Research Assistant Professor
Fax: 206-543-0489 (shared)
Interests: Planetary surface processes; Mars polar caps, ground ice, and climate evolution; Icy satellite surface evolution; Microphysics of heat and mass transfer; Spacecraft and laboratory
Research Groups: Planetary Sciences, Planetary Surfaces
Ph.D., Geophysics & Space Physics, University of California, Los Angeles (1999)
B.S., Physics, University of North Carolina at Chapel Hill (1990)
In the broadest terms, my research concerns the interactive andevolving relationships between planetary surfaces, volatiles, andenvironmental conditions. By "surfaces" I mean not just the visibleupper surface, but the entire regolith - the porous outer layercovering the bedrock of a planet or moon. By "volatiles" I mean any compoundswhich can exist in vapor and condensed phases over the range ofsurface temperatures and pressures on the planet, such as H2O onEarth, CO2 on Mars, or N2 on Triton. And "environmentalconditions" include factors such as the planet's orbital parameters.These three components form a strongly coupled system that evolvesthrough time, driven by changes in external forcing such as the solaror geothermal flux.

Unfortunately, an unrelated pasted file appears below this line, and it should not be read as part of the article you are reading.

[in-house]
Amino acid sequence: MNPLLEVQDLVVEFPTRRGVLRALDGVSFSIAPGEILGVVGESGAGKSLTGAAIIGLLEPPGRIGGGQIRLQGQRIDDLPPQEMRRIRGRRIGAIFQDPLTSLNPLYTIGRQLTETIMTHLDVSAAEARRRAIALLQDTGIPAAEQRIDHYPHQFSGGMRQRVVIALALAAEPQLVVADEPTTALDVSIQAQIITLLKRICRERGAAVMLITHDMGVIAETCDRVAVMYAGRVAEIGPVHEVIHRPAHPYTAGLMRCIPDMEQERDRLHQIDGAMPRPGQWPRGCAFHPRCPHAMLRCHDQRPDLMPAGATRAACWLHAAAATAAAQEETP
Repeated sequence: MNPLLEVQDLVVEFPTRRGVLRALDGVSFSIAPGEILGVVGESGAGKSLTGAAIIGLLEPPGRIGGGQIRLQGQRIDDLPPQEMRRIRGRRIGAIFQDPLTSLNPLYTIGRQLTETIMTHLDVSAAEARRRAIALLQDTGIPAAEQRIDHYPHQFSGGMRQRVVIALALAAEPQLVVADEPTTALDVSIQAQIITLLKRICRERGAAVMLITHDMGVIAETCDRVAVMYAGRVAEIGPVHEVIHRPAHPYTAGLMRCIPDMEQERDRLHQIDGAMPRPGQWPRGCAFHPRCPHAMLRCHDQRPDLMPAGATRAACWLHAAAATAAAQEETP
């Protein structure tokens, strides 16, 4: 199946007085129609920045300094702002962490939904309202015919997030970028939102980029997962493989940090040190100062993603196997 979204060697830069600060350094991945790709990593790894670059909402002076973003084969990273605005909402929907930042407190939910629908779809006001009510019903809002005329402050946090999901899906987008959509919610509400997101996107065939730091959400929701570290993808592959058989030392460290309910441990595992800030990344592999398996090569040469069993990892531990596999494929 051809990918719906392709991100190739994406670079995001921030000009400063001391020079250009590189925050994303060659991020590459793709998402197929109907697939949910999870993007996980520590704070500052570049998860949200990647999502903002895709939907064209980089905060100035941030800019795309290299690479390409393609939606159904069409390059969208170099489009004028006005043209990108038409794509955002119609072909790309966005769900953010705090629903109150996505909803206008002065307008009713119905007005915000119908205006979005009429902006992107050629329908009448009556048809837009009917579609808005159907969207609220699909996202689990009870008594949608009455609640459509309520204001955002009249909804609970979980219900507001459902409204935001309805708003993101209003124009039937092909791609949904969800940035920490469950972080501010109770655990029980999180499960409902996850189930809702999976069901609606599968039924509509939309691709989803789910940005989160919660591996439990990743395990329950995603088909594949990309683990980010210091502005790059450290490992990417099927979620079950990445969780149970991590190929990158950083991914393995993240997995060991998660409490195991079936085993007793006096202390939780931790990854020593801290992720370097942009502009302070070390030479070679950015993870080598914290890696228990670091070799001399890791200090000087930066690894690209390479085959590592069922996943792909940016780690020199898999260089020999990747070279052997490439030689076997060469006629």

Much of my work is focused on understanding themicrophysical processes that govern the internal response and feedbackmechanisms in these coupled systems. My primary objective isto develop mechanistic models - guided by observations and tested byexperiment - that can predict the thermodynamic phase, physicalproperties, fluxes, and spatial distribution of volatiles for anygiven set of regolith properties and environmental conditions.
Current projects include:
- Science planning and data analysis for the Phoenix Mars Lander mission
- Interpretation of data from the Mars Climate Sounder, an instrument on the Mars Reconnaissance Orbiter
- Laboratory studies of heat and mass transfer in icy soils using a Mars environmental simulation chamber
- Development of a coupled, non-steady-state, 1-D numerical model for heat and mass transfer in icy soils
- Development of a 3-D landscape evolution model for the icy satellites of Jupiter and Saturn